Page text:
Acquisition of Assets Disposal of Assets
Operation and Maintenance Renewal of Assets

Lifecycle Costs

The key components of a life cycle assessment:

  • Capital expenditure
  • Installation
  • Operation
  • Ongoing maintenance and labour costs
  • Replacement costs and timing for significant expenditure
  • Lifespan
  • Decommissioning costs

Indicative Life Cycle Costs Chart

Operation and Maintenance of WSUD Assets



Funding Sources

Internal Sources:

  • Capital works
  • Asset renewal programs
  • Traffic management programs
  • Parks

External Sources:

  • Melbourne Water stormwater funding
  • DSE alternative water sources fund
  • Water retailers water saving funding
  • Federal funding such as community water grants

Sources of Operation and Maintenance Budget

- WSUD offset developers

- Stormwater management levy

- Council rates
(capture, treat, use)
- Offset potable water costs

- End user contribution

  • There is a difference in the source of funding between those two groups
  • Who can charge customers for water? Water retailers role and interest in stormwater harvesting

Delivery Options

Design - tender - construction:

  • Typical delivery option
  • Estimated costs vs contracter costs
  • Contractor guarantees the delivery but not performance
  • Hand over protocol (especially for bio-filters/wetlands)
  • Commissioning protocols

Design and construct:

  • Not commonly associated with stormwater projects but used extensively in waste water treatments
  • Performance guarantee provided by the contractor
  • Can be expanded to design, build and operate
  • Generally more cost effective

Known Issues

  • Large percentage of externally funded WSUD projects have underestimated project delivery costs 50% to 100%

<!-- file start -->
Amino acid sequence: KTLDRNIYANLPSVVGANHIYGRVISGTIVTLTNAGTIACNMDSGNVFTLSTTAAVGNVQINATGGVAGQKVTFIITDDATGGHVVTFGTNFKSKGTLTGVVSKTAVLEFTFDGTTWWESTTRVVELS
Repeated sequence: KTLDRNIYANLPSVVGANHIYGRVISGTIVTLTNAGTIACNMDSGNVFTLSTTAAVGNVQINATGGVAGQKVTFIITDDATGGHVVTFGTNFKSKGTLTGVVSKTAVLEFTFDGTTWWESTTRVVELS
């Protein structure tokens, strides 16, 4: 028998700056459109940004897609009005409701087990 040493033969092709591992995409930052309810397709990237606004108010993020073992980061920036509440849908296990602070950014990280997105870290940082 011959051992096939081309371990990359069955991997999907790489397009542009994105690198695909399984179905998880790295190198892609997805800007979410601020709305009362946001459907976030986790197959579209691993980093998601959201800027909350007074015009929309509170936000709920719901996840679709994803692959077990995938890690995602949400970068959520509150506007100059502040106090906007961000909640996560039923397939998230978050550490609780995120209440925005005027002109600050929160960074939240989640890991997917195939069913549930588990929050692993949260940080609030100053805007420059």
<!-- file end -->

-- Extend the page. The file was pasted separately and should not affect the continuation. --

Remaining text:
• These discrepancies only transpired at the construction tender stage (once the funding contracts have been signed)
  • The accuracy of estimated operation and maintenance costs will be tested in the next few years

Local Government have certain barriers to overcome in the selection of the best (not cheapest) advise in the areas of WSUD

Maintenance Planning

Developing an Asset Management Strategy

  • Current asset stock
  • Condition of current assets
  • Operating and maintenance costs
  • Future renewal profile
  • The funding bas for operation, maintenance and renewal

The strategy should be converted into action through the asset management plan

Asset Management Plan

The asset management plan generally requires three (3) different planning horizons:

  • 20+ years for forecasts
  • 4+ years tied to council plan
  • Annual planning tied to council budget

The asset management plan is not a static document and should be regularly reviewed (every 4-5 years) in the light of experience gained and lessons learned by the council.

Asset Maintenance

  • Proactive planned maintenance